This patient appears to have an abrasion in the RUQ, likely sustained when the handlebars made a direct impact. On further questioning, the family saw the handlebars hit directly in the RUQ, with one end hitting her belly and the other hitting the ground. The next step in management is to evaluate for internal injuries. A CBC would provide baseline hemoglobin and hematocrit (H/H) levels, although remember even if there is acute bleeding, the H/H will likely be normal. You should also obtain a liver panel and lipase. While normal values here do not rule out liver or pancreatic injuries, they may be helpful in tracking injury progression with serial levels. In any trauma patient in whom you suspect there may be internal bleeding, consider a blood bank tube to hold or type and screen. UA may be obtained to evaluate for hematuria.
The next question is imaging. The role of the FAST exam is not well defined in children, and in the otherwise stable child may not yield information, although there have been studies investigating serial FAST exams along with serial evaluation with some promise. Ultimately, given the location and mechanism of injury with abdominal pain and an overlying abrasion, a CT scan with IV contrast to evaluate for solid organ injury would be advisable. The most common/classic injuries seen with handlebar injuries include liver and splenic lacerations, pancreatic injuries, duodenal hematoma, and hollow viscous injuries.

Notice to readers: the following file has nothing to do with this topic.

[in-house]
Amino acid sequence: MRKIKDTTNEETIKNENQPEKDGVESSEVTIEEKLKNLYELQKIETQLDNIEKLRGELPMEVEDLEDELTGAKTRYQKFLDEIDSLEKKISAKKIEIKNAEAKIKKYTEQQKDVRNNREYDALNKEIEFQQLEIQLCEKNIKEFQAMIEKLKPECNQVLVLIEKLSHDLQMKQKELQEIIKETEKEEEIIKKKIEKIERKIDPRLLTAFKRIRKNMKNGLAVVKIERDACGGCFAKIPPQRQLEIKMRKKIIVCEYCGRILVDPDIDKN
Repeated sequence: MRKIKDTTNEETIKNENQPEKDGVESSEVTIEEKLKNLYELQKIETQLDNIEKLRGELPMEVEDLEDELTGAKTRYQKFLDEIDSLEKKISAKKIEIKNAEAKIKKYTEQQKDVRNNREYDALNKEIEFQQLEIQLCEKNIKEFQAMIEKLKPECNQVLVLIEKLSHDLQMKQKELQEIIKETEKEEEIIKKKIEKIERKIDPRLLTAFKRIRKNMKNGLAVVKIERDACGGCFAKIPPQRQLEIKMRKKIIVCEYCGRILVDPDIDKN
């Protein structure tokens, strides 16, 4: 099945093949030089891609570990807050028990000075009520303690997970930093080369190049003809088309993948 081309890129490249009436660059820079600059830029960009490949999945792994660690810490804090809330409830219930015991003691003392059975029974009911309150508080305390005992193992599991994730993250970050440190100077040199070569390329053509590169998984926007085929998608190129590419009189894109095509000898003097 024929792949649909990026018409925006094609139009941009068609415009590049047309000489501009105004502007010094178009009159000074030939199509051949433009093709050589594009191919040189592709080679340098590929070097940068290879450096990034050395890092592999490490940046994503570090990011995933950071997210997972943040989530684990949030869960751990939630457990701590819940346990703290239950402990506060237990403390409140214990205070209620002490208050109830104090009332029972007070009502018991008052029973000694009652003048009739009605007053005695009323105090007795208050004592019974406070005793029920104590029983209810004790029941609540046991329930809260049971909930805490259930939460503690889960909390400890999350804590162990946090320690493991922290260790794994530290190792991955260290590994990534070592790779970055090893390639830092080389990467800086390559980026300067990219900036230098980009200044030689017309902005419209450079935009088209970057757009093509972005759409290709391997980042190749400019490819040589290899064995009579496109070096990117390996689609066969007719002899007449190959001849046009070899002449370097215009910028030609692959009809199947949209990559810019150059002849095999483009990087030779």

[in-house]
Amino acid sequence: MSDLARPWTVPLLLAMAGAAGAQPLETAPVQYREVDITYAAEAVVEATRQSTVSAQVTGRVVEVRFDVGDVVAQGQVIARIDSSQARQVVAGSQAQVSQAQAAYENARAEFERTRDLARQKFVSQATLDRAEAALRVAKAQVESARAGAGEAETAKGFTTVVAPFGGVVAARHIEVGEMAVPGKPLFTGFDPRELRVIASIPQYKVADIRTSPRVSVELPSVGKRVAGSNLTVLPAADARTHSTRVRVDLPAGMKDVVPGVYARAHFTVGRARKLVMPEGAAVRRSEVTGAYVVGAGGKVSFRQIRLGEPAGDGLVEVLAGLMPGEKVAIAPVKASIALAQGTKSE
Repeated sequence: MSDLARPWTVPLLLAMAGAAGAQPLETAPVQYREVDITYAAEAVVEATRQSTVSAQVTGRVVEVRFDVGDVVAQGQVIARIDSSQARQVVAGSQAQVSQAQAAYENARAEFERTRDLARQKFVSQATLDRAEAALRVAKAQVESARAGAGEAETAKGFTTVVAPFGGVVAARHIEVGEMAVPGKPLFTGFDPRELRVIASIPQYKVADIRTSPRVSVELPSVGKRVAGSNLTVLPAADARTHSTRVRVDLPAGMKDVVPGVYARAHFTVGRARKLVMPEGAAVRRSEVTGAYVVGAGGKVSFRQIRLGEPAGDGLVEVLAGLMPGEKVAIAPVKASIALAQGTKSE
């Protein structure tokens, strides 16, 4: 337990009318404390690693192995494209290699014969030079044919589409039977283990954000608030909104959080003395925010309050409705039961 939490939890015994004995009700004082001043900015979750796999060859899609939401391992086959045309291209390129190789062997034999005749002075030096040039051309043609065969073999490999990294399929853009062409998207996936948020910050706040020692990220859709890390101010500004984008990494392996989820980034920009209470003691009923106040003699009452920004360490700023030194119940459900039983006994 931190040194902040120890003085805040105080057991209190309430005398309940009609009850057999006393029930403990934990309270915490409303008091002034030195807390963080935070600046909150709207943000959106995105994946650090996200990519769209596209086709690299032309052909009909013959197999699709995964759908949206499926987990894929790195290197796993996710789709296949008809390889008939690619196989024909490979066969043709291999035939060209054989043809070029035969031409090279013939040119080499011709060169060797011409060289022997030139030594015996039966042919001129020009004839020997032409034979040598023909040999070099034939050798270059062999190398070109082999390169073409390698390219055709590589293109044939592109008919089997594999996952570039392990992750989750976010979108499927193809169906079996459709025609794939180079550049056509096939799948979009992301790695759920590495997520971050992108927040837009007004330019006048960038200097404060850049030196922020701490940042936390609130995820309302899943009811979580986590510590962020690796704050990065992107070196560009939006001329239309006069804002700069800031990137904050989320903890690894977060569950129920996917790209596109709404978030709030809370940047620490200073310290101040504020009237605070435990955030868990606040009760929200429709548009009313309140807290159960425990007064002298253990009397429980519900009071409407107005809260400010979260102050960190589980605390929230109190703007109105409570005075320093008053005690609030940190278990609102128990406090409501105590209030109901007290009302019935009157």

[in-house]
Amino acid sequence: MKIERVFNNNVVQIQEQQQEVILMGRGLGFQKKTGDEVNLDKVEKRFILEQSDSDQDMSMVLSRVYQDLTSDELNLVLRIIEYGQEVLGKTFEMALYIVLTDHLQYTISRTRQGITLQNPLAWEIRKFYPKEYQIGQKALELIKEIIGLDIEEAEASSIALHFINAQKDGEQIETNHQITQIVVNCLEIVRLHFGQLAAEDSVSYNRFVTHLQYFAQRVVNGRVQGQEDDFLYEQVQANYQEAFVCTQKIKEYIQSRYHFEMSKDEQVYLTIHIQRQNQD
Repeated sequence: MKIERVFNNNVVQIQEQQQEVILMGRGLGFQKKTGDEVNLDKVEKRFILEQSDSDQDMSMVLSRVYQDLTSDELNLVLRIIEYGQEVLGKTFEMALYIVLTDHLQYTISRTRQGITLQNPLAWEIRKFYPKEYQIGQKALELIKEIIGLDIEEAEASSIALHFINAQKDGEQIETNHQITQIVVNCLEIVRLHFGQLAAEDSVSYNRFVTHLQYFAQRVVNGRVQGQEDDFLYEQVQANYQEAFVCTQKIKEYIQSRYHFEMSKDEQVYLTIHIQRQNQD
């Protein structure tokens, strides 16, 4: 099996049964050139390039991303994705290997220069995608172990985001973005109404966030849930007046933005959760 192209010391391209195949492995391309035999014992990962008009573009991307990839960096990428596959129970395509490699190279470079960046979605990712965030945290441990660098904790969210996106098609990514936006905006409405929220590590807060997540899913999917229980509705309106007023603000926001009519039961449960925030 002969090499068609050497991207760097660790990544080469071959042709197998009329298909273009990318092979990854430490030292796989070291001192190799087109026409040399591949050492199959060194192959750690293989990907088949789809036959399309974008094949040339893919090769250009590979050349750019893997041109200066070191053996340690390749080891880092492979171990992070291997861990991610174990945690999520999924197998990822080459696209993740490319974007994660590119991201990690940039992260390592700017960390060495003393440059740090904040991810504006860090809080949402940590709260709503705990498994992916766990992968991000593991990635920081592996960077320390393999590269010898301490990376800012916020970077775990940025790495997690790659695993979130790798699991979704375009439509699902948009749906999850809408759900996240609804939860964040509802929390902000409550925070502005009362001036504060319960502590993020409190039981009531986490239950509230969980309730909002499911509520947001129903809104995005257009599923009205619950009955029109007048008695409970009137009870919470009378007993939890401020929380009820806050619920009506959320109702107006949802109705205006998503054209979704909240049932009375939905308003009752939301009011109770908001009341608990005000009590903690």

Even if the initial imaging and workup is negative, serial abdominal exams over the next twenty four hours would be advisable as trauma protocol CT scanning has poor sensitivity for hollow viscous injuries, and patients should be watched for delayed onset of peritonitis. Your patient had a positive FAST exam, and CT showed a low grade liver laceration with elevated AST/ALT. They did not require operative intervention and were managed conservatively.
Beware the handlebar injury! (see reference 2).
A 29 year old male arrives after falling off of an ATV. He is complaining of left shoulder pain, and appears in moderate distress. The following image was obtained of the shoulder. What injuries are noted (hint: there are at least two)? What else should you be worried about based on the injuries/findings in this XR? What is the next step in the management of this patient?